Federal judge declares the institution of marriage to be in violation of the equal protection of the laws

Last August I wrote about the federal suit to overturn California’s Proposition 8 which declares marriage in California to be the union of a man and a woman:

What are the chances of the plaintiffs’ prevailing? My first thought is that, even under the established revolutionary ground rules of modern Constitutional jurisprudence, under which federal courts on their own authority essentially re-wrote large parts of the Constitution to fit their own desires, a federal court is not going to hold that a state constitution’s declaration that marriage is the union of a man and woman violates the equal protection of the laws under the 14th Amendment. But maybe I’m wrong. Let’s not forget Lawrence v. Texas. If the U.S. Supreme Court could overthrow all sodomy laws in the U.S. on the basis that they violate the mysterious zone of privacy that was invented by the Supreme Court in Griswold v. Connecticut, and that was further expanded into cosmically defined liberty by the Court in Planned Parenthood v. Casey, would it be that much of a stretch for federal courts to overthrow state laws and constitutional enactments declaring that marriage is the union of a man and woman, on the basis that such measures violate the equal protection of the laws?

Any insanity is possible. But I still think it’s unlikely that the plaintiffs will prevail. There are (un)constitutional bridges too far, even for radical liberal judges.

Well, I was wrong, at least regarding federal district court. Federal judge Vaughn Walker has thrown out Prop. 8 on “equal protection” grounds. The case will now go to the Ninth Circuit Court of Appeals and then the U.S. Supreme Court. However, if the Supreme Court ultimately upholds Walker and shoots down Prop. 8, that would be the equivalent of the survival of Obamacare: the decisive end of any plausible connection between the historical and constitutional America and America as it now exists. It will henceforth be impossible for any intellectually honest person to think of America as a constitutional system under the rule of law, since America will have become in reality a lawless system under the rule of radical leftist dictators. I still believe it’s unlikely the Supreme Court will go that far and knock down Prop. 8, but obviously I could be wrong.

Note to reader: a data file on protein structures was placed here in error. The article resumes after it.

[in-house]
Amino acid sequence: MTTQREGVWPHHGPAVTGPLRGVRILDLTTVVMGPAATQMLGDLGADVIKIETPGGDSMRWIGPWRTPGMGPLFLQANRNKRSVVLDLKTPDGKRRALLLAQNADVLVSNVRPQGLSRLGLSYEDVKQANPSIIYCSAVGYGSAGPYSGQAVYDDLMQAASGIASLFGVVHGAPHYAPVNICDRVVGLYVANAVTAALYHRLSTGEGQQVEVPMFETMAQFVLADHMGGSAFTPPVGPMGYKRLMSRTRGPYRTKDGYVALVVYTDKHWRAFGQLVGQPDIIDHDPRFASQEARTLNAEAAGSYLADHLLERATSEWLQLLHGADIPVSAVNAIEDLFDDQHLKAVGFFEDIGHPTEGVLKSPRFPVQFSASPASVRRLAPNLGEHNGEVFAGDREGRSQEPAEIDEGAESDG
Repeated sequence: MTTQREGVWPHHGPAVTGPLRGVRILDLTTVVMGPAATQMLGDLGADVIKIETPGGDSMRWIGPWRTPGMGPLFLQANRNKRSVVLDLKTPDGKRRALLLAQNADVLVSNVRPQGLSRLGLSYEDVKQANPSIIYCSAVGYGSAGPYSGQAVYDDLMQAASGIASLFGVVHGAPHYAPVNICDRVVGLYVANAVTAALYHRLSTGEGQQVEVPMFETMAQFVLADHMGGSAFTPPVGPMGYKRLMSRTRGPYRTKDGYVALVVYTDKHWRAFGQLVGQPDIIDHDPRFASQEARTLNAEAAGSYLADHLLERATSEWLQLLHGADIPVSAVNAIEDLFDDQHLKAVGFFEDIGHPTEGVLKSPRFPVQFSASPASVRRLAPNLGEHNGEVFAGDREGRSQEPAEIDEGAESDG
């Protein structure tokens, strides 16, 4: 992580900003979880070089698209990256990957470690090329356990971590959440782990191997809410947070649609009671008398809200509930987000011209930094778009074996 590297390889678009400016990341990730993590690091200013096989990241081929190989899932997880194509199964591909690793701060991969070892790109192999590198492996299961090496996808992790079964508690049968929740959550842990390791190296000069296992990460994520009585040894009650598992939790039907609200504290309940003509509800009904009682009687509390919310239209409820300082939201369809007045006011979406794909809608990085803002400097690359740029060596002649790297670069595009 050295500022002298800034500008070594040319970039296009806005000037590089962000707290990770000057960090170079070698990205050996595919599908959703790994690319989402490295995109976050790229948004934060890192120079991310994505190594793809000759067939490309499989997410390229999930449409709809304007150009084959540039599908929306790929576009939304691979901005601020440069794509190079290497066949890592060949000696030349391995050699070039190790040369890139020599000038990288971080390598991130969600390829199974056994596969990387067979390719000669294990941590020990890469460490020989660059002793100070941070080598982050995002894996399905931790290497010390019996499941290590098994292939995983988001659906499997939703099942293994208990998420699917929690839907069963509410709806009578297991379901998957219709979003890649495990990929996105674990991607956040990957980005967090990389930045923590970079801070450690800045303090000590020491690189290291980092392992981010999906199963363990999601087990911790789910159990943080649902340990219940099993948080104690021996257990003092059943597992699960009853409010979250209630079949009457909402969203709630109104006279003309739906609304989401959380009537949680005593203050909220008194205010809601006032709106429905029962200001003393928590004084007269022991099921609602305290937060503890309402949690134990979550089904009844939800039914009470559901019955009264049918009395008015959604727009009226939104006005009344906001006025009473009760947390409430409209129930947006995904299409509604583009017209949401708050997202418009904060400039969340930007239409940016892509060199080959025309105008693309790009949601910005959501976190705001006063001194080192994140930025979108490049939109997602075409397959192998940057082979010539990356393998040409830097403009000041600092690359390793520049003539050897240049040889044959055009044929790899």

(Here and here are other entries about the anti-Prop.8 suit.)

- end of initial entry -

August 5

Laura Wood writes at The Thinking Housewife:

THE EFFORT to legalize same-sex marriage achieved another significant victory yesterday with the California federal court ruling striking down Proposition 8. In light of this development, it is time for traditionalists to consider civil disobedience in the realm of marriage.

In short, the State’s role in marriages is tyrannical, forcing couples to participate in an institution that strips them of their property and civil rights in the event of divorce and that may no longer resemble traditional marriage in the most fundamental way. The State is a third party in marriage and it views the marriage contract essentially as a commercial transaction between individuals. Given that marriage has long been defined by the State as a commercial agreement, it makes sense that no one should be excluded from forming such a bond in a way that alters its non-commercial aspects. Two pieces, here and here, explore the idea of couples declining to obtain civil marriage licenses as an act of resistance and self-protection. In the American colonies, no one was required to obtain a state marriage license. This is a return to our historic roots.

August 7

Sophia A. writes:

I wish you would calm down about this. I understand your emotions (this shouldn’t happen) but in life, should doesn’t exist. It is happening, and this is the best thing that could have happened.

Why? Analyze it.

This fast-tracks the issue to the Supreme Court. Previously it was kicking around like a lizard in a sewer. The case will be rubber-stamped in the 9th Circuit Court of Appeals, then go to the Supreme Court.

It is best that it go to the Supremes as soon as possible, before Obama has the opportunity to make it even more left-wing.

I decline to say what will happen after then. I hope that the Supreme Court will word the decision in such a way as NOT to outlaw gay marriage, which will only prolong the mess, but to kick the decisions back to the state legislatures, where they properly belong. State legislatures will then feel freer to outlaw this nonsense, because the public will have been terribly aroused by having crazy laws forced on them by gay elites, now including openly gay judges.

Posted by Lawrence Auster at August 04, 2010 10:43 PM | Send

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